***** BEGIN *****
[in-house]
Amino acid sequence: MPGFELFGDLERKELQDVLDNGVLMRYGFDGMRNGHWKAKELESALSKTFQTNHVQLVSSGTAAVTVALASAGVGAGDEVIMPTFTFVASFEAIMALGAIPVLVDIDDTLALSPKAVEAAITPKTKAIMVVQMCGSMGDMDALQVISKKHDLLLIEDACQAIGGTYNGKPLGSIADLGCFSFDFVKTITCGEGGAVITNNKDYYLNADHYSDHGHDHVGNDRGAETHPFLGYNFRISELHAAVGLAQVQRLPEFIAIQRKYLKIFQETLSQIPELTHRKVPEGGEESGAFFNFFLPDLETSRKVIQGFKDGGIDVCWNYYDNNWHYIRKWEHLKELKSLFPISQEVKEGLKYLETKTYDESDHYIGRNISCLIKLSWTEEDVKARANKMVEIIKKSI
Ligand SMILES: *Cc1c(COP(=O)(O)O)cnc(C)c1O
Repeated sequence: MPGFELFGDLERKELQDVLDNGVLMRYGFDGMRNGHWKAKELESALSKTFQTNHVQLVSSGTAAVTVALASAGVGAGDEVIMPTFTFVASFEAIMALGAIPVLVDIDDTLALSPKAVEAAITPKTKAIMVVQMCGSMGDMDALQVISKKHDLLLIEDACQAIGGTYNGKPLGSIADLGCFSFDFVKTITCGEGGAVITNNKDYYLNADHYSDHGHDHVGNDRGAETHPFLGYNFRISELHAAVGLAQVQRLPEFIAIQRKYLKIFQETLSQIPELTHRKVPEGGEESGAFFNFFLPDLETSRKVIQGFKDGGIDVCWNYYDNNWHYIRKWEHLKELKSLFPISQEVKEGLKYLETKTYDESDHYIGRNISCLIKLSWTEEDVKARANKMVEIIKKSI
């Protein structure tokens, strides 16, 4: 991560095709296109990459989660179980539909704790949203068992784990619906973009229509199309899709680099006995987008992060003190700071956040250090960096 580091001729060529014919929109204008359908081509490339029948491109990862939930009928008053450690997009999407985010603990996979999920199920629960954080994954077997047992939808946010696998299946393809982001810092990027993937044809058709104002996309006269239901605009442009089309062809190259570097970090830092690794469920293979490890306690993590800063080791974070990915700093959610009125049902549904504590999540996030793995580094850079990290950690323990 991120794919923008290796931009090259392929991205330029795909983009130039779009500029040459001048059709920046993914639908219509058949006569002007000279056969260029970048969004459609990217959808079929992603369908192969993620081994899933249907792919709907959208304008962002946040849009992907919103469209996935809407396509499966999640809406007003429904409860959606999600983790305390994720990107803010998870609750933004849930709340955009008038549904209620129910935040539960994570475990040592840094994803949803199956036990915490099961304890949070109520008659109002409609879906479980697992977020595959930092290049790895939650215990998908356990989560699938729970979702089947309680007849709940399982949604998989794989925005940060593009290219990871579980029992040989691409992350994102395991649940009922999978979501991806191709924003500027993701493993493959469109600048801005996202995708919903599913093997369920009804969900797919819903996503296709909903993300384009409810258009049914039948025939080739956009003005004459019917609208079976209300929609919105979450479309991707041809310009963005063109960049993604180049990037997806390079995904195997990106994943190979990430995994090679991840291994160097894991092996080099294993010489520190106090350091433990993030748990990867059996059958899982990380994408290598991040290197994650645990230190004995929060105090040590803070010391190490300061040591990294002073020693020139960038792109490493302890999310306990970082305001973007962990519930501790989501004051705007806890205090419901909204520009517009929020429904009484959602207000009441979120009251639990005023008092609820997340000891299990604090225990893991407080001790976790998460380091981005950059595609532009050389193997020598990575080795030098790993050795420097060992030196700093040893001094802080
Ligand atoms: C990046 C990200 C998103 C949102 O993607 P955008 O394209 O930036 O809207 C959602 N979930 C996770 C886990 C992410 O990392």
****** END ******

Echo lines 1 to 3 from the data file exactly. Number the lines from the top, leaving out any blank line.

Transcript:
[in-house]
Amino acid sequence: MPGFELFGDLERKELQDVLDNGVLMRYGFDGMRNGHWKAKELESALSKTFQTNHVQLVSSGTAAVTVALASAGVGAGDEVIMPTFTFVASFEAIMALGAIPVLVDIDDTLALSPKAVEAAITPKTKAIMVVQMCGSMGDMDALQVISKKHDLLLIEDACQAIGGTYNGKPLGSIADLGCFSFDFVKTITCGEGGAVITNNKDYYLNADHYSDHGHDHVGNDRGAETHPFLGYNFRISELHAAVGLAQVQRLPEFIAIQRKYLKIFQETLSQIPELTHRKVPEGGEESGAFFNFFLPDLETSRKVIQGFKDGGIDVCWNYYDNNWHYIRKWEHLKELKSLFPISQEVKEGLKYLETKTYDESDHYIGRNISCLIKLSWTEEDVKARANKMVEIIKKSI
Ligand SMILES: *Cc1c(COP(=O)(O)O)cnc(C)c1O